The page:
June 4, 2014 South Carolina Supreme Court published opinions

State v Sawyer

The circuit court suppressed all evidence from sawyer’s Breathalyzer test because the audio equipment failed to capture the Miranda warnings and other notices required by the then applicable version of South Carolina Code 56-5-2953(A). The Court of Appeals affirmed. The Court, 3-2, affirmed. The majority held that suppression was required because 2953(A) must be strictly followed and here, the warnings and notices were not recorded as required. The dissent argued that harmless error analysis should be employed, there is no dispute the Breathalyzer machine worked properly and the silent video recording shows the officer giving the required warnings and notices.

Horry Telephone Cooperative, Inc. v City of Georgetown

City denied Cooperative’s petition for a franchise to provide cable service. The circuit court held there was no cause of action under South Carolina Code 58-12-5 et seq. and alternatively the denial was reasonable. The Court affirmed. It held that the circuit court erred in its cause of action ruling holding the 58-12-310(D) unambiguously creates a cause of action when a franchise petition is denied. The Court then held there was sufficient competent evidence to uphold the reasonableness ruling as City was concerned about infrastructure demands, drainage issues and the lack of tax revenue from Cooperative. The Court noted that the evidence of councilmembers personal motivations was impurely admitted and thus ignored it in its analysis.

Holmes v Haynesworth Sinkler & Boyd, P.A.

Holmes sued the law firm and individual attorneys for malpractice in a federal antitrust suit. After multiple appeals and motions, the circuit court granted a directed verdict to the law firm and found the statute of limitations had run as to the individual lawyers. It also imposed sanctions on Holmes. The Court, with two justices concurring in a spate opinion, affirmed. The majority held that Holmes, a licensed attorney and a physician, knew of her claim more than three years before she delivered her complaint to the sheriff for service as sown by her written complaints about her attorneys to the federal court. Thus, under the then applicable rules of civil procedure, the three year statute of limitations had run and judgment for the individual lawyers was appropriate. It held that the circuit court properly refused to allow Holmes to testify as an expert as she had never tried a case let alone a federal antitrust case. It held that the law firm’s expert provided no basis to believe the firm committed malpractice. The majority affirmed the denial of Holmes’ continuance motion noting her case had been on the trial calendar for more than a year, her appeals did not reset the clock and she had made several similar motions on the same grounds before. The majority affirmed the sanctions order holding that Holmes’ numerous appeals and dilatory motions violated Rule of Civil procedure 11. It finally held all other arguments abandoned. The concurrence argued the statute of limitations issue was waived by the individual lawyers, that there is no requirement that an attorney have practical experience in order to be an expert witness and that sanctions under the frivolous actions statute were wrongly granted as the pre-2005 version controlled. However, it agreed that the directed verdict was correct and that rule 11 provided a basis for the sanctions order.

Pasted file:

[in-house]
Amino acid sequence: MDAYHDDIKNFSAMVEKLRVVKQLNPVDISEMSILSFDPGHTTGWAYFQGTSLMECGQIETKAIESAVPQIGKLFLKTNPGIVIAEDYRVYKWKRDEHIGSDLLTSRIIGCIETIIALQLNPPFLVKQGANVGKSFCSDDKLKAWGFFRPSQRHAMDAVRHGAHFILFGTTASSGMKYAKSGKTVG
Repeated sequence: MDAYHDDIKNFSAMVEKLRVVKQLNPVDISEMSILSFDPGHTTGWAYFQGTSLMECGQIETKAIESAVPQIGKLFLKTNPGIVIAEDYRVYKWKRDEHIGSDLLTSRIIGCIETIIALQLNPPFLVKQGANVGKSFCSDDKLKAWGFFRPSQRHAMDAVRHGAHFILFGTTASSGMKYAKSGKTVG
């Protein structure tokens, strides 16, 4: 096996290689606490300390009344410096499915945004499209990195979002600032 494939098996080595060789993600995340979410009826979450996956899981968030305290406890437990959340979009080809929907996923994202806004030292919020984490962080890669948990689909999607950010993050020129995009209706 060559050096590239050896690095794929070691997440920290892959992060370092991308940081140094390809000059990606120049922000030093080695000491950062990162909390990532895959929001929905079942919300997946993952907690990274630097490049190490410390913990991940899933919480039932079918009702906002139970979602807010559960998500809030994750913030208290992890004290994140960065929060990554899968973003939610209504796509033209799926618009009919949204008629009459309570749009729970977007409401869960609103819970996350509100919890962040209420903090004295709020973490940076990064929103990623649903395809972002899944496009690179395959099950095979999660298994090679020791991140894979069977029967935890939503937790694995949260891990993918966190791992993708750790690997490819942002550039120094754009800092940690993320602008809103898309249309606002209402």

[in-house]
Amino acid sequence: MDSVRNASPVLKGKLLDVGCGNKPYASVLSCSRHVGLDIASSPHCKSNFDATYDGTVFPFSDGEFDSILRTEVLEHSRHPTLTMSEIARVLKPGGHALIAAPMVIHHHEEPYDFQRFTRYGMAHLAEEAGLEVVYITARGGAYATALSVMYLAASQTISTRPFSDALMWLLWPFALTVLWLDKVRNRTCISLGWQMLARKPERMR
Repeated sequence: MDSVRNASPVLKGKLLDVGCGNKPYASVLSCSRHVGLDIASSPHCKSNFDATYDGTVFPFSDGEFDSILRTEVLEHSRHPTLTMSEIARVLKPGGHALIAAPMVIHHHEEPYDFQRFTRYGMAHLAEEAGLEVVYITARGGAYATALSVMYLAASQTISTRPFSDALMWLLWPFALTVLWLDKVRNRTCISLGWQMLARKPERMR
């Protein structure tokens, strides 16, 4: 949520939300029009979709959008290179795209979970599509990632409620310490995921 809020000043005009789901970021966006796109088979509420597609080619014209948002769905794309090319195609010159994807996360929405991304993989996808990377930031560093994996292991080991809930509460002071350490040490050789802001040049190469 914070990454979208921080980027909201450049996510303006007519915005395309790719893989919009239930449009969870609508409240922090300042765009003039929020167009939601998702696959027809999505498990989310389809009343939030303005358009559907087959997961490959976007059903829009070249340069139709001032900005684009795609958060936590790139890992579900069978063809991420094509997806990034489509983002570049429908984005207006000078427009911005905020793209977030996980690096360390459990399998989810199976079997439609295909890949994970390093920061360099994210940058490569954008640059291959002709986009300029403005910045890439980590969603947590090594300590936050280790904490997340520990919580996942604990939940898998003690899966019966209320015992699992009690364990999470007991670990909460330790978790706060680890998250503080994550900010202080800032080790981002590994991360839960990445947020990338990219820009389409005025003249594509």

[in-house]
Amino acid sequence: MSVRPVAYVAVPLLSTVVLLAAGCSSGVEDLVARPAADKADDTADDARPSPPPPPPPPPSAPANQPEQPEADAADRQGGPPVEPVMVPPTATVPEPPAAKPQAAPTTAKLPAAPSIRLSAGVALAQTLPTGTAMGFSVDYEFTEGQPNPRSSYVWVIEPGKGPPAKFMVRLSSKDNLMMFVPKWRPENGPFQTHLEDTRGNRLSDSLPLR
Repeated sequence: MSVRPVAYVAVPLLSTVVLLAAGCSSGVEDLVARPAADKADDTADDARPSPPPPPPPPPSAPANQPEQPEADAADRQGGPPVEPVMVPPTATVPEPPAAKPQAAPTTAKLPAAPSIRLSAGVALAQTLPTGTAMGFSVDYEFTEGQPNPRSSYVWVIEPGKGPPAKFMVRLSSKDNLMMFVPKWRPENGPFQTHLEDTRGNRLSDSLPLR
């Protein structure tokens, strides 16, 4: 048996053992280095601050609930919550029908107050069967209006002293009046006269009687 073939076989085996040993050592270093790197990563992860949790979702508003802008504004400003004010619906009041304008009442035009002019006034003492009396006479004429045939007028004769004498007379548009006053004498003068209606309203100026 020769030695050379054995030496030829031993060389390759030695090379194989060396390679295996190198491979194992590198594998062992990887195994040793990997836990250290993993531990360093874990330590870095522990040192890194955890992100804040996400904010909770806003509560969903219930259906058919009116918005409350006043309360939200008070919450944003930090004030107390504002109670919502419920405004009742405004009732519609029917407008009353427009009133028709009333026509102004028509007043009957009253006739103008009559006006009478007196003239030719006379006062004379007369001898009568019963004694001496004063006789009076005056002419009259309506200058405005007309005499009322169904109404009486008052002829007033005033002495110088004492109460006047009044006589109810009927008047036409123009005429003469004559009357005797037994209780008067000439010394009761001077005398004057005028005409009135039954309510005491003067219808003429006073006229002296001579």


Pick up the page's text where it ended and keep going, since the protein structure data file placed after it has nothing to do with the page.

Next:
Town of Hilton Head Island v Kigre, Inc.

Kigre challenged town’s business license tax. The circuit court rejected the challenge and the court affirmed. It held that the tax was an excise tax authorized by state law, is imposed for the privilege of doing business in Town and which excludes income subject to the license tax of another jurisdiction. Thus, it is a constitutional.

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